Post by David Farrell (September 17, 2011)
Today’s Irish Times editorial draws attention to the preliminary findings from the Irish National Election Study (reported here) that Irish citizens appear to hold a very different view to most of our party leaders (and most prominent media commentators) about our single transferable vote electoral system.
In the last election, all the talk was of electoral reform, with many of the parties setting out what they wanted for their shining new electoral system. The view was that we needed an electoral system that would reduce the excessive constituency emphasis of our TDs and ministers; that we should tone down the over-emphasis on what is often referred to as ‘constituency linkage’.
Based on the INES data, most Irish citizens would appear to disagree. They actually quite like having TDs who live in their constituency and carry out constituency work on their behalf: in short Irish citizens would appear to want current levels of constituency linkage to continue.
Are our political leaders in danger of being out of step with the citizens on this matter? Possibly so, though in fairness, we shouldn’t over-emphasize the findings of this one-off snapshot survey of Irish citizens. The respondents were not given an opportunity to reflect on the implications of their answers, to inform themselves of the complexities of the issues being raised, of the trade-offs that might underlie them. It’s possible that with more information and an opportunity to debate and deliberate opinions might shift on this matter.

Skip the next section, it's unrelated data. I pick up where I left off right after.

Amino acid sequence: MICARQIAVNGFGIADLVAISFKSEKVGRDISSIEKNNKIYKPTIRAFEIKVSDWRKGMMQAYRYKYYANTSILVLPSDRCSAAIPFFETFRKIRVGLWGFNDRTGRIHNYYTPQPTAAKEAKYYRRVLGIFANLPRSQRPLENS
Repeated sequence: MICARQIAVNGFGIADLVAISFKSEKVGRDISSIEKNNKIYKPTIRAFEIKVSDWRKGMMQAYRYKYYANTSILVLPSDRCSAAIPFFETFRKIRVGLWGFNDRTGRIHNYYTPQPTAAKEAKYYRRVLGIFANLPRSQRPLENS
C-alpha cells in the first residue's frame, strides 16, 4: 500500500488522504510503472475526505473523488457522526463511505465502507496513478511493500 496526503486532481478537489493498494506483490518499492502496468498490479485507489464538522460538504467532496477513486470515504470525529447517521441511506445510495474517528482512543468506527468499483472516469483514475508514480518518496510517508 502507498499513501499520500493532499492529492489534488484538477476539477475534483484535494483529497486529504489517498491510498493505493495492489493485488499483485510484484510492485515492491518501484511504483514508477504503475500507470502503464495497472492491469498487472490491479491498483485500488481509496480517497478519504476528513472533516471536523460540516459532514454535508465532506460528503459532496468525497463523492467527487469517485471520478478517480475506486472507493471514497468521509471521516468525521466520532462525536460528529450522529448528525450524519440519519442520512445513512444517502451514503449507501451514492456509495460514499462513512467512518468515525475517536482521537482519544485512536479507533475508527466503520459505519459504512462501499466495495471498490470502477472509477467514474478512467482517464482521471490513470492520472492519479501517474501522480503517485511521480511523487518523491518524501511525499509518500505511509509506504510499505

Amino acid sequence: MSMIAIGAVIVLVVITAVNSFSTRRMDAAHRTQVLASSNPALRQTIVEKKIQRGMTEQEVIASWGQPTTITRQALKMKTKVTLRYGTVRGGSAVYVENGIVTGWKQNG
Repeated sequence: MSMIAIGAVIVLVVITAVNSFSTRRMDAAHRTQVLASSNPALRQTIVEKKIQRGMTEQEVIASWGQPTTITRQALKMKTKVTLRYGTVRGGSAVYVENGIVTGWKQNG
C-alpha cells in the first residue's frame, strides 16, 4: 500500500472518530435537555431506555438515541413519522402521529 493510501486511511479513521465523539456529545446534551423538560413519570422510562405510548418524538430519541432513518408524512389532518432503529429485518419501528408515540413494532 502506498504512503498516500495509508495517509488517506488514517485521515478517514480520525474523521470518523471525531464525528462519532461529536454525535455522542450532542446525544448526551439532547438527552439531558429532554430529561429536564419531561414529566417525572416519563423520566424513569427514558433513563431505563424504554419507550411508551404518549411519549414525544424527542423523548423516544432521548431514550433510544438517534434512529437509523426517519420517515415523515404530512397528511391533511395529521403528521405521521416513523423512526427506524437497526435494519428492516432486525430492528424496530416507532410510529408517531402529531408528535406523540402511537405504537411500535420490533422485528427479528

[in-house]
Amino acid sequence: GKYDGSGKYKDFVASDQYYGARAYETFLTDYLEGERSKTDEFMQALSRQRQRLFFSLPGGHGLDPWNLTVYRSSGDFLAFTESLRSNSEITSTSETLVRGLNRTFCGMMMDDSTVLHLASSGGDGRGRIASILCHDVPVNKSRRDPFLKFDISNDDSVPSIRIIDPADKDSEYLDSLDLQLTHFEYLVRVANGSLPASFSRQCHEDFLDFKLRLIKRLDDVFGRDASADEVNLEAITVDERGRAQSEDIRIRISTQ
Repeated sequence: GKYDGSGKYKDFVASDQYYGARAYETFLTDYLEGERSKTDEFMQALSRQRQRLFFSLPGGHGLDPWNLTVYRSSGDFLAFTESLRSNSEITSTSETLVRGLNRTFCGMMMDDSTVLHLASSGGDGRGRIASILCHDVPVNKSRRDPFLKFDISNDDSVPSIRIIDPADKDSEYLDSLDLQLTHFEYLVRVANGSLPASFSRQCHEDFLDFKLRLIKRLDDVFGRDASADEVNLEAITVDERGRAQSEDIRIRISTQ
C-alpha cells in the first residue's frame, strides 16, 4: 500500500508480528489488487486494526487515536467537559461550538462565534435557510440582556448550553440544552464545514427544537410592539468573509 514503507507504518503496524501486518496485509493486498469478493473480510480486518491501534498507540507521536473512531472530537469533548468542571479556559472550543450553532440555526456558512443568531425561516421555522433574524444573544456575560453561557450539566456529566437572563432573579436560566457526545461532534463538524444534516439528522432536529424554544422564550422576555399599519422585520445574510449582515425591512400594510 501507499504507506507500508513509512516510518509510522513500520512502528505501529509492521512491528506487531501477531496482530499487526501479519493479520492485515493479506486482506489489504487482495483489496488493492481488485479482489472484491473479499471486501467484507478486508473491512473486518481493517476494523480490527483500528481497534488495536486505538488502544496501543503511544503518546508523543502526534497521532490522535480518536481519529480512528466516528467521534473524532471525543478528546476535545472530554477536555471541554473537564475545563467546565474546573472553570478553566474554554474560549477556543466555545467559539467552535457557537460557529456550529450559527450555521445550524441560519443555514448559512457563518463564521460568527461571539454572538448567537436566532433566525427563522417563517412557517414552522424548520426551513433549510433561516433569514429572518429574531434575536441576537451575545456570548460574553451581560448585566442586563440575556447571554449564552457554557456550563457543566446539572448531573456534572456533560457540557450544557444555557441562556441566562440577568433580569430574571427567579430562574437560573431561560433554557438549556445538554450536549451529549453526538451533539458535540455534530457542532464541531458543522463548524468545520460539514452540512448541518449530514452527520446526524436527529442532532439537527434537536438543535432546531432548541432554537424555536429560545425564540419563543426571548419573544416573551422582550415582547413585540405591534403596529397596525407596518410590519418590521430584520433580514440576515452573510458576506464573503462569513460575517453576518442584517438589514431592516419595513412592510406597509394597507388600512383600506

It’s interesting to see how Ireland’s debate compares with international trends. Comparative research shows (for a sample, see here [scroll down to panel 26]) that in recent years the tendency in many countries has been to make reforms that, if anything, increase the constituency linkage, to make electoral systems more ‘personalized’. Were Ireland to make the electoral reforms called for by many of our leading politicians and commentators then we’d be going against this trend.
The editorial in today’s Irish Times reflects a wider sense of concern that political reform seems to have gone off the boil of late. Six months into office and apart from the low hanging fruit of relatively minor reforms (see here for a summary), the recent announcement of the Abbeylara referendum (discussed here) and the odd nod and wink about bigger things to come (note the vague references to promised announcements after the presidential election) the reform agenda is starting to show worrying signs of dissipating. We can only hope that it picks up again.